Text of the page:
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Old 05-01-2019, 12:49 AM   #1
thevoidboy
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Default Four part (maybe five, max) Pibroch recommendations?

Ancient or modern. Looking to start a new pupil and donít feel the need to overwhelm.

Thoughts?


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Old 05-01-2019, 11:46 AM   #2
phinson
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Default Re: Four part (maybe five, max) Pibroch recommendations?

Duncan MacRae of Kintail's Lament. 4 parts in Kilberry, 3 parts in the PS. Nice melody and the fingering isn't tricky. No taorluath or crunluath in those settings but another version has them (Colin Macrae of Invereenatís Lament).


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Old 05-01-2019, 01:10 PM   #3
Pppiper
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Default Re: Four part (maybe five, max) Pibroch recommendations?

Not sure if complexity is a concern, seeing as you said this is for a new pupil. But Lament for the Little Supper is a nice sounding tune, which is just Ground, Taorluath (singling and doubling) and Crunluath (singling and doubling).

So that's 5, I suppose .. depending on whether you count the taor and crun singlings and doublings as separate parts? I'm assuming that you do.

Reason I was wondering about complexity is for that one, it's a breabach (sp?) ... so that might be weird to get one's head around (it certainly was for me .. it was my 2nd piobaireachd), and it also has D movements, and plenty of high Gs. So again, not sure if that's good for someone starting out, but I didn't want to assume.

I was also recently introduced to the Park Piobaireachd #1. Two parts, and that's it. No Taorluath or Crunluath variations. Still not a short tune though ... those parts are quite lengthy. I think the time to play the tune is something around 10-12 minutes, depending on the way you draw things out.

Then there's Salute on the Birth of Rory Mor Macleod. Just 4 parts, none of which are Taorluath or Crunluath variations. Jim McGillivrary has it as the first tune in his book "Piobaireachd Fingerwork." Of all the tunes I've mentioned here, I think this is probably the easiest of them.

Hope that's a help.

Cheers,
~Nate

Last edited by Pppiper; 05-01-2019 at 01:12 PM.
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Old 05-01-2019, 01:19 PM   #4
Tom MacKenzie
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Default Re: Four part (maybe five, max) Pibroch recommendations?

I would recommend Jimmy McIntosh's book "Ceol Mor for the Great Highland Bagpipe". It is an excellent book based on the teachings of the Bobs of Balmoral.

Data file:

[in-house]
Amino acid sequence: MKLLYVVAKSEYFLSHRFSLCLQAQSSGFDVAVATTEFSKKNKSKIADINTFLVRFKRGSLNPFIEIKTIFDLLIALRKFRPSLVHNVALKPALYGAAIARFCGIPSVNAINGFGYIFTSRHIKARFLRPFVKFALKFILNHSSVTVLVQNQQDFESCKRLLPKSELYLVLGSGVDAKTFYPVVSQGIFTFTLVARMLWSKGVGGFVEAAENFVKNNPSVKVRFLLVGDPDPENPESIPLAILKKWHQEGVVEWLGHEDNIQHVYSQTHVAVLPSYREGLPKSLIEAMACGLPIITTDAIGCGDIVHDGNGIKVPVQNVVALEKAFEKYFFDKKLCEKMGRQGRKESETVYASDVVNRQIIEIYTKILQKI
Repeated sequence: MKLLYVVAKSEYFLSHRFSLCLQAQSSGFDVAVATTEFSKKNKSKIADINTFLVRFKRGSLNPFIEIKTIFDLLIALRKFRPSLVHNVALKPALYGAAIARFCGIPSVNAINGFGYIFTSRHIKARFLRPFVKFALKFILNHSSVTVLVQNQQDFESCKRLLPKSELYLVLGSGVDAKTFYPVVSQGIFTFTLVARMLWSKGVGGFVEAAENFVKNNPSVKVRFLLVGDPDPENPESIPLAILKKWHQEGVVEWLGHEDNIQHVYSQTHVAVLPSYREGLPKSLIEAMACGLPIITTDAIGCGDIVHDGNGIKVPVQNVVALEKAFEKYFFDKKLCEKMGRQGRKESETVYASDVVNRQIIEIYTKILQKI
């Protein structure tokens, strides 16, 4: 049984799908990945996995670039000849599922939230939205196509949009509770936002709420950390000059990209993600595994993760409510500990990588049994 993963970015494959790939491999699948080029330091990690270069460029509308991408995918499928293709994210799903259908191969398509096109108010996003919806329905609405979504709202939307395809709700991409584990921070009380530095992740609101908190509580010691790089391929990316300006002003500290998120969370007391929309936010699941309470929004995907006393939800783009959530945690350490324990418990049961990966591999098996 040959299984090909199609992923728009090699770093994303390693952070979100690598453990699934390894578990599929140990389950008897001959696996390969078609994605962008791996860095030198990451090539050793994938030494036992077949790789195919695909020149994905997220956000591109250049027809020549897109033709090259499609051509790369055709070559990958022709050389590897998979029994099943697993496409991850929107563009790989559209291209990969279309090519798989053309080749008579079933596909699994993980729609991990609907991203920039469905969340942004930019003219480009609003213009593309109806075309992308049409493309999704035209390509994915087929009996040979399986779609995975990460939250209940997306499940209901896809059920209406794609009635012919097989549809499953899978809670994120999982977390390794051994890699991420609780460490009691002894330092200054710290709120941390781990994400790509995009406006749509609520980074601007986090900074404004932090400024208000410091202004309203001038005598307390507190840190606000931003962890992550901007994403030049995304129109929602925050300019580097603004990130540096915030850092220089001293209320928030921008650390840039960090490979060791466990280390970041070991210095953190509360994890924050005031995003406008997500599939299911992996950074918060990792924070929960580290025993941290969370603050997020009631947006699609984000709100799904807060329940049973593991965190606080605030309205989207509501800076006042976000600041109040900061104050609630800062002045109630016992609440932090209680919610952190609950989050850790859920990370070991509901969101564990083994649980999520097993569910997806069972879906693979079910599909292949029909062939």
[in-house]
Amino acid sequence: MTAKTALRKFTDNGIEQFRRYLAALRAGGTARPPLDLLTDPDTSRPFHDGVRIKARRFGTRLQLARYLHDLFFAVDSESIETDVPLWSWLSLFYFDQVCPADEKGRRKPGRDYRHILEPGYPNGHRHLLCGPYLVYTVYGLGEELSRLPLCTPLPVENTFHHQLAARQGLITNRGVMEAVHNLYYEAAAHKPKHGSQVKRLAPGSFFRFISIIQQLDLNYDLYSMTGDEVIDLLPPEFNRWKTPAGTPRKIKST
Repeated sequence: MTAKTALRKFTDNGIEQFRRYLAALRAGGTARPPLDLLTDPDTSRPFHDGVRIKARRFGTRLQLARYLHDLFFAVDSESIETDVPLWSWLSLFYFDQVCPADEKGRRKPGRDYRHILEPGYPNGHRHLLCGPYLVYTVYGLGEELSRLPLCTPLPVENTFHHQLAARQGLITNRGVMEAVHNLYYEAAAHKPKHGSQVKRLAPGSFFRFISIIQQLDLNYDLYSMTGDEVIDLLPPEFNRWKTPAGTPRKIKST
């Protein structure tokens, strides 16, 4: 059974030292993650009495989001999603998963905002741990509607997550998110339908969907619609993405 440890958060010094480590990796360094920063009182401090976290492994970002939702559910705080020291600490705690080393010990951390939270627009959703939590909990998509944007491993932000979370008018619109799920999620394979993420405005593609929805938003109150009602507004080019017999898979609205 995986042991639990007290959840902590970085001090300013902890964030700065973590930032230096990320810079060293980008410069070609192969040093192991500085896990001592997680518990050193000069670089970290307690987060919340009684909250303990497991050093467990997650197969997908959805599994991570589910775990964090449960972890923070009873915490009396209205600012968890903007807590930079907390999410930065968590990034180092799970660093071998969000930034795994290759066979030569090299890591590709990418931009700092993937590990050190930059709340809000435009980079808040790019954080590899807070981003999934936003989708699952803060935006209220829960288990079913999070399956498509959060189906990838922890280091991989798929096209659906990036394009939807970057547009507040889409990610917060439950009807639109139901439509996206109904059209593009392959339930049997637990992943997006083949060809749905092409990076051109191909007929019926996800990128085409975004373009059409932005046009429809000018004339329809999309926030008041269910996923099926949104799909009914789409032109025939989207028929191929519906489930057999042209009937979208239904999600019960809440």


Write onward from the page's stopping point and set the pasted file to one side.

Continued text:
The first 6 piobaireachds are very accessible to a new player, simple and melodic, but they cover all the basics of piobaireachd playing.

Struan Robertson's Salute, 5 parts, U, Ts, Td, Cs, Cd
MacIntosh's Banner, 7 parts, U, Var 1. s, Var 1. d, Ts, Td, Cs, Cd
Glengarry's Lament, 7 parts, U, Ds, Dd, Ts, Td, Cs, Cd
Lament for Donald of Laggan, 5 parts, U, Ts, Td, Cs, Cd
The Little (Wee) Spree, 5 parts, U, Ud, Var 1, Tripling, Cs
Lament for Kinlochmoidart, No. 1, 7 parts, U, Var 1. s, Var 1. d, Ts, Td, Cs, Cd

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Old 05-01-2019, 01:56 PM   #5
bob864
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Default Re: Four part (maybe five, max) Pibroch recommendations?

Donald MacLeod's Field of Gold is probably the single best tune for what you want.

The melody is beautiful.

It's got four parts. Urlar, Var I (S), Taorluath, Crunluath.

The urlar has a thumb variation inside it, and the Crunluath features both types (standard and fosgailte). There is probably no other tune that packs as much of the piobairached form into so few notes.
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Old 05-01-2019, 04:13 PM   #6
John Bolt
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Default Re: Four part (maybe five, max) Pibroch recommendations?

Quote:
Originally Posted by bob864 View Post
Donald MacLeod's Field of Gold is probably the single best tune for what you want.

And not to tough to play or memorize also!
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Old 05-01-2019, 05:36 PM   #7
DapperDan
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Default Re: Four part (maybe five, max) Pibroch recommendations?

Quote:
Originally Posted by phinson View Post